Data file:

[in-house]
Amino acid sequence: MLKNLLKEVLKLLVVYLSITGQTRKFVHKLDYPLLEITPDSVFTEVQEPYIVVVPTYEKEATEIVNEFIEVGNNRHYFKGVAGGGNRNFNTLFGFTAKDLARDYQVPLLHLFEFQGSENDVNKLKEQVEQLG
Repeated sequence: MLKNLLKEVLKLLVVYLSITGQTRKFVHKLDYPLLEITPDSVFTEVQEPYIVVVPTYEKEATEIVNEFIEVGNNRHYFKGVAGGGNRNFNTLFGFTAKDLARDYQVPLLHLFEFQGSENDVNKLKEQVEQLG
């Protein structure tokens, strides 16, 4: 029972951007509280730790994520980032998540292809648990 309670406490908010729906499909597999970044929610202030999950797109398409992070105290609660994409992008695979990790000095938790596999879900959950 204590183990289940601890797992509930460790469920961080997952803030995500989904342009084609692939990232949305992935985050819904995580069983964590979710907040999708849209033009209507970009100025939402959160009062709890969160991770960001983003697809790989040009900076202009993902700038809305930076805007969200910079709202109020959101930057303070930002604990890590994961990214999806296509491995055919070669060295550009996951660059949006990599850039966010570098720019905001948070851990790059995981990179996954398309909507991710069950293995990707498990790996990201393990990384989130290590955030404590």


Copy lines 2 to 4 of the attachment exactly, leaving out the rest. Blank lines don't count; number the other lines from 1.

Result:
Amino acid sequence: MLKNLLKEVLKLLVVYLSITGQTRKFVHKLDYPLLEITPDSVFTEVQEPYIVVVPTYEKEATEIVNEFIEVGNNRHYFKGVAGGGNRNFNTLFGFTAKDLARDYQVPLLHLFEFQGSENDVNKLKEQVEQLG
Repeated sequence: MLKNLLKEVLKLLVVYLSITGQTRKFVHKLDYPLLEITPDSVFTEVQEPYIVVVPTYEKEATEIVNEFIEVGNNRHYFKGVAGGGNRNFNTLFGFTAKDLARDYQVPLLHLFEFQGSENDVNKLKEQVEQLG
């Protein structure tokens, strides 16, 4: 029972951007509280730790994520980032998540292809648990 309670406490908010729906499909597999970044929610202030999950797109398409992070105290609660994409992008695979990790000095938790596999879900959950 204590183990289940601890797992509930460790469920961080997952803030995500989904342009084609692939990232949305992935985050819904995580069983964590979710907040999708849209033009209507970009100025939402959160009062709890969160991770960001983003697809790989040009900076202009993902700038809305930076805007969200910079709202109020959101930057303070930002604990890590994961990214999806296509491995055919070669060295550009996951660059949006990599850039966010570098720019905001948070851990790059995981990179996954398309909507991710069950293995990707498990790996990201393990990384989130290590955030404590």